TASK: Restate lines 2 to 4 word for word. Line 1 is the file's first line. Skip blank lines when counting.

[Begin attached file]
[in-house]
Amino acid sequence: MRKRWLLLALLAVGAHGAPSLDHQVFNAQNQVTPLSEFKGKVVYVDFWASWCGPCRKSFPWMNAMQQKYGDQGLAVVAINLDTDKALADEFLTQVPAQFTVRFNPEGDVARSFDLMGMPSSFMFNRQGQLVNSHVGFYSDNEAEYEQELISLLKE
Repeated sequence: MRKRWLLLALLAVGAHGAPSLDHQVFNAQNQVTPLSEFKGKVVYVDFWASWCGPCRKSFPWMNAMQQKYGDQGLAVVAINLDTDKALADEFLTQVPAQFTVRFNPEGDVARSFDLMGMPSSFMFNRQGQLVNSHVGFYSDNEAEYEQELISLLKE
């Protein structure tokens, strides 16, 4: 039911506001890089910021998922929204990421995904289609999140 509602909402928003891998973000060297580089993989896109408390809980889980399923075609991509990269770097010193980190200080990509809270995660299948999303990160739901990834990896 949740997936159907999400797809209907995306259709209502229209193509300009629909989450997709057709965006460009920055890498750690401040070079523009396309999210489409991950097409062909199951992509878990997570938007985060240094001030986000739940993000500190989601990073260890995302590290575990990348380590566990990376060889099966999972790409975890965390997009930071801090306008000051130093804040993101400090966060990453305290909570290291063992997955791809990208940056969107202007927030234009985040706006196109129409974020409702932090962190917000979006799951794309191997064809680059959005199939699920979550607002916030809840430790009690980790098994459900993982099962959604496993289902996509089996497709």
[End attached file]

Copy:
Amino acid sequence: MRKRWLLLALLAVGAHGAPSLDHQVFNAQNQVTPLSEFKGKVVYVDFWASWCGPCRKSFPWMNAMQQKYGDQGLAVVAINLDTDKALADEFLTQVPAQFTVRFNPEGDVARSFDLMGMPSSFMFNRQGQLVNSHVGFYSDNEAEYEQELISLLKE
Repeated sequence: MRKRWLLLALLAVGAHGAPSLDHQVFNAQNQVTPLSEFKGKVVYVDFWASWCGPCRKSFPWMNAMQQKYGDQGLAVVAINLDTDKALADEFLTQVPAQFTVRFNPEGDVARSFDLMGMPSSFMFNRQGQLVNSHVGFYSDNEAEYEQELISLLKE
């Protein structure tokens, strides 16, 4: 039911506001890089910021998922929204990421995904289609999140 509602909402928003891998973000060297580089993989896109408390809980889980399923075609991509990269770097010193980190200080990509809270995660299948999303990160739901990834990896 949740997936159907999400797809209907995306259709209502229209193509300009629909989450997709057709965006460009920055890498750690401040070079523009396309999210489409991950097409062909199951992509878990997570938007985060240094001030986000739940993000500190989601990073260890995302590290575990990348380590566990990376060889099966999972790409975890965390997009930071801090306008000051130093804040993101400090966060990453305290909570290291063992997955791809990208940056969107202007927030234009985040706006196109129409974020409702932090962190917000979006799951794309191997064809680059959005199939699920979550607002916030809840430790009690980790098994459900993982099962959604496993289902996509089996497709």